The June 10th eclipse won’t be so amazing in Europe. The moon will cover no more than a quarter of the sun’s disk, which will not produce any effects that can be seen with the naked eye. But for photovoltaic systems, this decrease will be clearly felt, and panel production will decrease as much as possible, especially when there are a lot of photovoltaic cells.

Transmission operators operating in the northern part of Germany – TenneT and 50 Hertz – estimate that the power supplied by photovoltaic cells may be reduced by a maximum of 4.2 GW, of which in the grid they operate – about 2.8 GW. The remaining 1.4 GW may be lost in smaller, not centrally controlled systems.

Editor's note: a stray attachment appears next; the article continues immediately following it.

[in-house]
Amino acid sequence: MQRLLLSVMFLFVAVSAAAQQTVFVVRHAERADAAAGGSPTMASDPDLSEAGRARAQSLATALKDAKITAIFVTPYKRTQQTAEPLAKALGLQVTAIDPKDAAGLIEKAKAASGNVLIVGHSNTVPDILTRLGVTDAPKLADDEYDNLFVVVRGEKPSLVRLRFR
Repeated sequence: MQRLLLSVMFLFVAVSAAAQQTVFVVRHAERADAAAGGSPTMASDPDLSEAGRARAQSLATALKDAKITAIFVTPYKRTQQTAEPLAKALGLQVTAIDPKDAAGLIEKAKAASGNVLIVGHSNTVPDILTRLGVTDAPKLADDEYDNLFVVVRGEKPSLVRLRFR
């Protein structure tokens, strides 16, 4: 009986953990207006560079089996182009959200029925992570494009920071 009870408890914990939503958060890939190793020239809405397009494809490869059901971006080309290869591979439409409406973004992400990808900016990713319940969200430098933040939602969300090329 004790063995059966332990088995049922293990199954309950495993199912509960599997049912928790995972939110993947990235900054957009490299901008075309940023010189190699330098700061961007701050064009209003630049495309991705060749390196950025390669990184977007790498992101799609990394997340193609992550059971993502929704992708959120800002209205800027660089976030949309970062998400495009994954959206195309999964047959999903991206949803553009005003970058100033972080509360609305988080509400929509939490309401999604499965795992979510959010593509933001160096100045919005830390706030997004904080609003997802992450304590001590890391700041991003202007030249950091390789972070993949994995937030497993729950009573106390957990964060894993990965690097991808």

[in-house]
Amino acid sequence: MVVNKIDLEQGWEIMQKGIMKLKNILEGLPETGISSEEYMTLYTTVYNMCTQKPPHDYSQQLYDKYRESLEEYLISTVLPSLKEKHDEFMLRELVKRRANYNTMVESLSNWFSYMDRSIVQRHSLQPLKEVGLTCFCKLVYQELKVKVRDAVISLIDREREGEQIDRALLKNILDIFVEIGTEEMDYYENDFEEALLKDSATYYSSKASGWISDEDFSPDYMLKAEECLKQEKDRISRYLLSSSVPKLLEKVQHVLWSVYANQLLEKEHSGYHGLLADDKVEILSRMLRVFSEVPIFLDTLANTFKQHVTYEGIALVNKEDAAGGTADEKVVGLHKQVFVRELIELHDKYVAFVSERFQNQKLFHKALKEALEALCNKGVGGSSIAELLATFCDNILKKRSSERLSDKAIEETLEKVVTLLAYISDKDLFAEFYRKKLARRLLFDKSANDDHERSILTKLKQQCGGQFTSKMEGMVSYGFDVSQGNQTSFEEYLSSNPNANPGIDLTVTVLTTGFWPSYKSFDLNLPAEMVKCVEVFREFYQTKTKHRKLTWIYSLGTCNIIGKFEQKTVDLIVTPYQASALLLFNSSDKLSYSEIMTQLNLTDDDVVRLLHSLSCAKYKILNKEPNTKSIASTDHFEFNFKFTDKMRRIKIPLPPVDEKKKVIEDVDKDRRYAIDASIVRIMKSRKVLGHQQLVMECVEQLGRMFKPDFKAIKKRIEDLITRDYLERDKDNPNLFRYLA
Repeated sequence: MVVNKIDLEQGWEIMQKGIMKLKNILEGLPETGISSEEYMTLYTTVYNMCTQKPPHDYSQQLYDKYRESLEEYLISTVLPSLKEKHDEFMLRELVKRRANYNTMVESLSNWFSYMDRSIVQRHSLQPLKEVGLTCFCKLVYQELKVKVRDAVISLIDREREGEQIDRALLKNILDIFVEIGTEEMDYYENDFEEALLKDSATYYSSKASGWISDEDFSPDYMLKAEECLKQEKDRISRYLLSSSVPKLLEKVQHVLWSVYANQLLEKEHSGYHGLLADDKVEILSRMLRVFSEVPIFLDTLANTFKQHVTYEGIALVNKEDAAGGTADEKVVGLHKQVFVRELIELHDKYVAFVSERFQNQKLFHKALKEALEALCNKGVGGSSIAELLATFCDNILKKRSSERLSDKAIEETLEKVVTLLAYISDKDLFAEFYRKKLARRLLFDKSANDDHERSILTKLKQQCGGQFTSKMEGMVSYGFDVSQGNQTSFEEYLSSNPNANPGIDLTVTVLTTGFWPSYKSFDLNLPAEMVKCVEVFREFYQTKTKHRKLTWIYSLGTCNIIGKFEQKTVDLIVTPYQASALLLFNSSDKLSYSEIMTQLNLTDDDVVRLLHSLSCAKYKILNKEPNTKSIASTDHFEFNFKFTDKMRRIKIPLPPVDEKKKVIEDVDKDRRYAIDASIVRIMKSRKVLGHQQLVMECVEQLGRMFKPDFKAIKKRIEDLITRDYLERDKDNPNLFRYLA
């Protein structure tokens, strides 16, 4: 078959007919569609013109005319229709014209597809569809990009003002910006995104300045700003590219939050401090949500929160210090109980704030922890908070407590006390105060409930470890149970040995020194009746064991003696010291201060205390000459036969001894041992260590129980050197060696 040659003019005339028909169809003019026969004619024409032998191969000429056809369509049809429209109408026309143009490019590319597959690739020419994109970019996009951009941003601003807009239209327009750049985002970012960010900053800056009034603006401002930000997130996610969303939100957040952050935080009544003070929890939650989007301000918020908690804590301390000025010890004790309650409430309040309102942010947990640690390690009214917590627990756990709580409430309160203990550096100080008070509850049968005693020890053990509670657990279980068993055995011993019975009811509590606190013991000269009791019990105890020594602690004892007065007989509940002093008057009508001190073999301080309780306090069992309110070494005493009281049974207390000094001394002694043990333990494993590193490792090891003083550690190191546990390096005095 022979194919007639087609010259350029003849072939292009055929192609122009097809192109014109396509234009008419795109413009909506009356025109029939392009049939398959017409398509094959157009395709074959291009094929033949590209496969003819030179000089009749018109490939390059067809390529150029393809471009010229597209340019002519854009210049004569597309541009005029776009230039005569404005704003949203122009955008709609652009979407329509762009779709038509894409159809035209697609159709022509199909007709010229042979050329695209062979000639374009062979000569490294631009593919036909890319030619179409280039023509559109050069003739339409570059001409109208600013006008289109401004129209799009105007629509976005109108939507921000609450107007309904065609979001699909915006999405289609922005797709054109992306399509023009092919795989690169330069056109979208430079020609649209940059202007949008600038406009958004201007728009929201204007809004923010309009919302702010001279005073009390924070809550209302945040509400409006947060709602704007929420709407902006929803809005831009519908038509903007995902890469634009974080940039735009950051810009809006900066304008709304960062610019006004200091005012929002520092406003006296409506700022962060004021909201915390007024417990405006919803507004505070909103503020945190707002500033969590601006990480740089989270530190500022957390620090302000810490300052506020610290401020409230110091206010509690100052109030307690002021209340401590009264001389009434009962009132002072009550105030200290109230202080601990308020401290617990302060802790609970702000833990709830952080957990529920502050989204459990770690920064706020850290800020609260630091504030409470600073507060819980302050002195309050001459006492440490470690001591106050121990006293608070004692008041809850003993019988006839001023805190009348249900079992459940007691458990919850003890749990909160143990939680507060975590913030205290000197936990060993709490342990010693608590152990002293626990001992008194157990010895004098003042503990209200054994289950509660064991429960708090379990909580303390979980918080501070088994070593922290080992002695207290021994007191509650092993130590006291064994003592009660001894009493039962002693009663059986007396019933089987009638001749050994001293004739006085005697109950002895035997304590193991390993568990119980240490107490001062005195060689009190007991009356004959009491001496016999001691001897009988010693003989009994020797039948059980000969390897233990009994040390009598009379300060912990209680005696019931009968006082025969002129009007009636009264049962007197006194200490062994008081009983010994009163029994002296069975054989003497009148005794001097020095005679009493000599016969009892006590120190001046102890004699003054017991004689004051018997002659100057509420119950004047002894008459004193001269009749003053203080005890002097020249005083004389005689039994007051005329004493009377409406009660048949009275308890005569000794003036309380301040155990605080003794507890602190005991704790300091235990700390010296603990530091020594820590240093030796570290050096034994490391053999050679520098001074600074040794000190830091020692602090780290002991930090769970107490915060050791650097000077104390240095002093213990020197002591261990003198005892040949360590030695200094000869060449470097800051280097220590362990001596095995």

TenneT and 50 Hertz emphasize that these are theoretical and maximum values, assuming that at the time of the eclipse there will be clear weather and the photovoltaic cells will operate at full capacity. If it is cloudy, then the drops will be less accordingly.

The most important activity of operators is to increase the regulatory reserve. In the event of weather-related fluctuations, operators have prepared additional reserves, allowing to save 0.5 GW of power, or perhaps reduce generation by 0.5 GW.